As a chess teacher and a fan of chess history, this gives me the sads. The majority of chess players would benefit greatly from a grounding in the classics; as John Watson puts it, “classic games by the old masters make particularly good teaching material, because the strategic ideas in them are relatively simpler to understand and more clearly expressed than in modern games.” Such study can also be pleasurable, something I find difficult with modern and inscrutable super-GM contests.

This month I take a look at eight recent biographies / individual game collections from Everyman, one of the most prolific publishers of such books today. All eight appear in their Move by Move (hereafter, MBM) series. Most current Everyman books are presented in this way, using a question and answer format to mimic a private lesson and functioning as a kind of Greek chorus for the proceedings.

Let’s begin with Steinitz: MBM, written by Craig Pritchett. It consists of thirty-five well-annotated games ordered chronologically and with historical context. Pritchett views his book as a “traditional games collection and biography” (8) and it succeeds in this, giving readers a solid overview of Steinitz’s career and contributions to the game. There is a heavy emphasis on the 1886 match with Zukertort, and Pritchett does a nice job of sketching the basics of Steinitz’s revolutionary positional theories. (174-6)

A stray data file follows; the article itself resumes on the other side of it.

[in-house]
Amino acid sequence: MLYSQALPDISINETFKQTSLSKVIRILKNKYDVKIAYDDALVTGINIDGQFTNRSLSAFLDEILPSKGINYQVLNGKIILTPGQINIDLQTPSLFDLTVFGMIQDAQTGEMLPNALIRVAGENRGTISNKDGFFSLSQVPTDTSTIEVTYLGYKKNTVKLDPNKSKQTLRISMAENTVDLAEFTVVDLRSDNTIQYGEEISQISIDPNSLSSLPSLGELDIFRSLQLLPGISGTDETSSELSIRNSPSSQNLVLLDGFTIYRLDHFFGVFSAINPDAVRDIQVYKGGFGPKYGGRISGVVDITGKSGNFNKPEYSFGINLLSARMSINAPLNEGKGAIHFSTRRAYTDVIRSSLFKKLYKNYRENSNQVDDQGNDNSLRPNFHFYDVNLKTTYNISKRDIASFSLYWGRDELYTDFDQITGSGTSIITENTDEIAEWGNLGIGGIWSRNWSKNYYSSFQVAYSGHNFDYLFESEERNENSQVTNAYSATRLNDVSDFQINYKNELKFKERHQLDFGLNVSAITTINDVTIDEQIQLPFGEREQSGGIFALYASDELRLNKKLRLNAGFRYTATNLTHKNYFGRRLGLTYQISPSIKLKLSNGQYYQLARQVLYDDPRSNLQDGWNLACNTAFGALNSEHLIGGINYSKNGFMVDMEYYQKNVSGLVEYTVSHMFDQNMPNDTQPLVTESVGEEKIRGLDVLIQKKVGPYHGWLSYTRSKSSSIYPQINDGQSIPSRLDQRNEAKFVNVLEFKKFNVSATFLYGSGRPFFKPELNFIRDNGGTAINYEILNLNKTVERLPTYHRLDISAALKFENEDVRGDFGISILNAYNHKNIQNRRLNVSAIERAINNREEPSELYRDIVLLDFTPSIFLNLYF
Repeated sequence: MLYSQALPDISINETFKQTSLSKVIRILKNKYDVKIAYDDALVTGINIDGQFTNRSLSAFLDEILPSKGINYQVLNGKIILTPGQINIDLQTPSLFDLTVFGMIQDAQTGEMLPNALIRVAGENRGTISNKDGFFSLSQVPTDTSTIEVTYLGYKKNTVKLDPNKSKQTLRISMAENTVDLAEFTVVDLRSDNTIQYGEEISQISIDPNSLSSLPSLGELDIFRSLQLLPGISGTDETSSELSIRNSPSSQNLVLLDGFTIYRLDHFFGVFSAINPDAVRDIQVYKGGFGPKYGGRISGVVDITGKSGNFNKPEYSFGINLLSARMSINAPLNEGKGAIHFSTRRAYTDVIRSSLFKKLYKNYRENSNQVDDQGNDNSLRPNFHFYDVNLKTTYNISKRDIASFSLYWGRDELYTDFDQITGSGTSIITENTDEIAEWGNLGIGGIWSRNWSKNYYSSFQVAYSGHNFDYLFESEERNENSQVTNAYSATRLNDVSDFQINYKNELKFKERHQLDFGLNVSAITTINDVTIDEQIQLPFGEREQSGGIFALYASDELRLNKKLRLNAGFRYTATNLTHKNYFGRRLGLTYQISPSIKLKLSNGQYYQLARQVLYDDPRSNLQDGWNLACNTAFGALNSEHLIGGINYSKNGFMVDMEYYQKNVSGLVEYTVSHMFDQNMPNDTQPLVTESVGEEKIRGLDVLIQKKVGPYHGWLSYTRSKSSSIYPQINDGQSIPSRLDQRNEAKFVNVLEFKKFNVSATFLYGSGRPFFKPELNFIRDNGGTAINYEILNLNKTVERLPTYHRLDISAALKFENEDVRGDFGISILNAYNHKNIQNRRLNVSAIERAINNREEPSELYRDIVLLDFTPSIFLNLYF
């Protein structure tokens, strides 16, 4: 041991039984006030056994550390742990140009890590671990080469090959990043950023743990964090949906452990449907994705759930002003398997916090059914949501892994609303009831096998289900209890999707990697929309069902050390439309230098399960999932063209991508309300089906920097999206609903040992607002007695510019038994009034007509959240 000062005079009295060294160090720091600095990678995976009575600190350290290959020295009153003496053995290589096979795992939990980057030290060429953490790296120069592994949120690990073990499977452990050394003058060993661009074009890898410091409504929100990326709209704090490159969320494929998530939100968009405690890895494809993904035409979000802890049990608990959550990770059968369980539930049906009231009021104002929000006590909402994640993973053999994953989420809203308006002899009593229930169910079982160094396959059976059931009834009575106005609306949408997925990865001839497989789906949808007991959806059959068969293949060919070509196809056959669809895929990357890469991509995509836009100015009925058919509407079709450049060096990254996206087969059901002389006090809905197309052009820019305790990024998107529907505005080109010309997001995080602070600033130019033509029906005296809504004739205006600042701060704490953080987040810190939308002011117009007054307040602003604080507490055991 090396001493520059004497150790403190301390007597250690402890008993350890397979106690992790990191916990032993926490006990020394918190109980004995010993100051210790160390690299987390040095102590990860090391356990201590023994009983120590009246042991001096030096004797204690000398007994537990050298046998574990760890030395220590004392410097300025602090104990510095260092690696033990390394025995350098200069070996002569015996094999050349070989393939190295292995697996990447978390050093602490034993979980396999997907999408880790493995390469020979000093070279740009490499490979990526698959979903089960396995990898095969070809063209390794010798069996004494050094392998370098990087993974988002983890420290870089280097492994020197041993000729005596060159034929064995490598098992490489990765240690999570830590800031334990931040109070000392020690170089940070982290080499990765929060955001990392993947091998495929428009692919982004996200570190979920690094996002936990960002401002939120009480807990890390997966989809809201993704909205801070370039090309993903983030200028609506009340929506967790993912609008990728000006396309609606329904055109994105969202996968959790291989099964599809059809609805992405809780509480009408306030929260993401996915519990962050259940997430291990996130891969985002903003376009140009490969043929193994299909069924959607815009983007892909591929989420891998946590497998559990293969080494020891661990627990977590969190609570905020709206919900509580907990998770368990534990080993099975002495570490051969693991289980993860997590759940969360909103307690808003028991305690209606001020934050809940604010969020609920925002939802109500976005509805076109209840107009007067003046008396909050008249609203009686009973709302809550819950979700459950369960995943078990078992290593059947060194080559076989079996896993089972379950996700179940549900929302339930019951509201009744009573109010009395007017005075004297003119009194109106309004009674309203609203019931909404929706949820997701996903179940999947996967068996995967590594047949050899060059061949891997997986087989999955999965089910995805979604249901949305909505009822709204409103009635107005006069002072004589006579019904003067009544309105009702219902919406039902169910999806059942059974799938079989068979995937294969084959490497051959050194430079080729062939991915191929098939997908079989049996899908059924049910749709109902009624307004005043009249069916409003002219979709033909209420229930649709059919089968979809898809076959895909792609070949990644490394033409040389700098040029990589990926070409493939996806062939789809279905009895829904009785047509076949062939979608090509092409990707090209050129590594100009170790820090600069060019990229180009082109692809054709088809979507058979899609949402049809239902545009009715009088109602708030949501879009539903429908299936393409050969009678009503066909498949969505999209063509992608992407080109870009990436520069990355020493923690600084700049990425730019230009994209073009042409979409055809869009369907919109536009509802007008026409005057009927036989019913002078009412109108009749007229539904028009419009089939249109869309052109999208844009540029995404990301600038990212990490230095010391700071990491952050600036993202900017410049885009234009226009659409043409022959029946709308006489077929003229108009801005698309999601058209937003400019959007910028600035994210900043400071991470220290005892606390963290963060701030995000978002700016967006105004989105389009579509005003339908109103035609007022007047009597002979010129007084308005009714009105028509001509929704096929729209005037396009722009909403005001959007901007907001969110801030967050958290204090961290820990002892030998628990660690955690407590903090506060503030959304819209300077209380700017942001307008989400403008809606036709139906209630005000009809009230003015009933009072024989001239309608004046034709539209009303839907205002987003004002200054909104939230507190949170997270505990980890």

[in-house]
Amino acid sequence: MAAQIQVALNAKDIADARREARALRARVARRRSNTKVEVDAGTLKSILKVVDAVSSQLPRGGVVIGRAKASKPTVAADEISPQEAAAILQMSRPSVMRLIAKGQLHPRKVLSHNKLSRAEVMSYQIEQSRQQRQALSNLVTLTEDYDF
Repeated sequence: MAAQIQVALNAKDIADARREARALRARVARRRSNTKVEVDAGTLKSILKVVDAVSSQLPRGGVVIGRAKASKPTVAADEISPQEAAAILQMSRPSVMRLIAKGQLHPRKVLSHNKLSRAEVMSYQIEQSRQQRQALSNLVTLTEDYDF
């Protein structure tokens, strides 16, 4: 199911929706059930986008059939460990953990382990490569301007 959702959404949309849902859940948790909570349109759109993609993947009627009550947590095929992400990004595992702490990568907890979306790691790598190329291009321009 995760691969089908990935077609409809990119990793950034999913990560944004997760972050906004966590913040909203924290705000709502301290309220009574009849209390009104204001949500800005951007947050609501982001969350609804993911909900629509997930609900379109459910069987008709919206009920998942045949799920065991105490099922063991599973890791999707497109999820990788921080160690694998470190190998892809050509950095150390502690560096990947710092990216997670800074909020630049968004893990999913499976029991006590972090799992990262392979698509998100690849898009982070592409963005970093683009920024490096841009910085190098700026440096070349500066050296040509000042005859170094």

Steve Giddens’ Alekhine: MBM is, in contrast, almost wholly a games collection. Giddens analyzes thirty-five of Alekhine’s games and includes twenty positions from Alekhine’s play for the reader to solve. He tends to use more words and less concrete analysis in explaining Alekhine’s moves, making this book excellent for the lower-rated player. I did find it curious that Giddens relied on a seven year old engine (Fritz 12) to check his lines, and I also would have appreciated some biographical content – there is almost none in the book.

Stein: MBM is the largest book on review here at 496 pages, and this is made all the more impressive by the fact that it uses a smaller font than the others! Thomas Engqvist does an impressive job of contextualizing each of the sixty thoroughly annotated games in Stein: MBM, explaining who the opponents were and incorporating extensive research into the notes. He carefully traces Stein’s progression from “new Tal” to complete player, attributing some of the shift to Petrosian’s influence. All of this makes for a wonderful book, and it should become the standard work on Stein’s life and games.